Selig: I Have No Regrets

Former MLB commissioner Bud Selig reflected on his commissionership and life in baseball

The DA Show
July 15, 2019 - 1:40 pm

Former MLB commissioner Bud Selig dropped by CBS Sports Radio on Monday to discuss his life, career and book, “For the Good of the Game: The Inside Story of the Surprising and Dramatic Transformation of Major League Baseball.”

Selig was asked if he wrote the book, in part, as a public vindication. After all, Selig had many success – inter-league play, the Wild Card, rising revenue – but he is often remembered first and foremost for the Steroid Era.

Perhaps this book was a way to shift that narrative?

“No, honestly, that thought never crossed my mind,” the 84-year-old Selig said on The DA Show. “It’s too late in life for me. The day I got in the Hall of Fame, that was all I really needed. I wrote this because I’m a history buff, a history professor now, and I wanted to bring everything out.”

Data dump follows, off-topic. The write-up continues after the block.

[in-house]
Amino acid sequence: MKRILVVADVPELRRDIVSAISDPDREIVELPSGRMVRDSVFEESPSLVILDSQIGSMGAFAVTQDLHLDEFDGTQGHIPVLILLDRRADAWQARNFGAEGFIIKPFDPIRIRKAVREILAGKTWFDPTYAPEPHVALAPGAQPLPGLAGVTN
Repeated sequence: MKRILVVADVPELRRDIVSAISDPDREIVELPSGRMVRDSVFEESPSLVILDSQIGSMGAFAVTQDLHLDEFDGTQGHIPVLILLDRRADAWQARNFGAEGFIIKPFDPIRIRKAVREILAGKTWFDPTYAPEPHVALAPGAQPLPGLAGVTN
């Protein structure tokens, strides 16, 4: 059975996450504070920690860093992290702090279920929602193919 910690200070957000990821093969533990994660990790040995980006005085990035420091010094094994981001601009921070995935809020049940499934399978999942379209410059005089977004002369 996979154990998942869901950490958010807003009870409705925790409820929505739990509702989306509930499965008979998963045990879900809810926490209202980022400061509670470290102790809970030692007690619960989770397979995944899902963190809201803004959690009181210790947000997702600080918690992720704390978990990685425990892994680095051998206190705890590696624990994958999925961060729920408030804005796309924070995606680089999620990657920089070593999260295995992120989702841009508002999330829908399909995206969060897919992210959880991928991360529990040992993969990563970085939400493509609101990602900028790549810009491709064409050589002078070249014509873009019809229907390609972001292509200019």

Selig said he has no regrets about his commissionership.

“I can honestly look back and say no,” he said. “There were some heartbreaking things that happened, but we did something about it. Wound up with 28 years of labor peace, have the toughest testing program in America. Think about that: the toughest testing program in America now belongs to a sport that never had a drug-testing program.”

Still, there is nothing Selig regrets? Nothing?

“There really isn’t,” he said. “I guess somebody would have to suggest (something) to me. A lot of things took a lot longer than I wanted. A lot of things were difficult. But I set my mind to doing what I was going to do, and when I decided to retire, there wasn’t anything that I thought that I hadn’t done that I wanted to do.”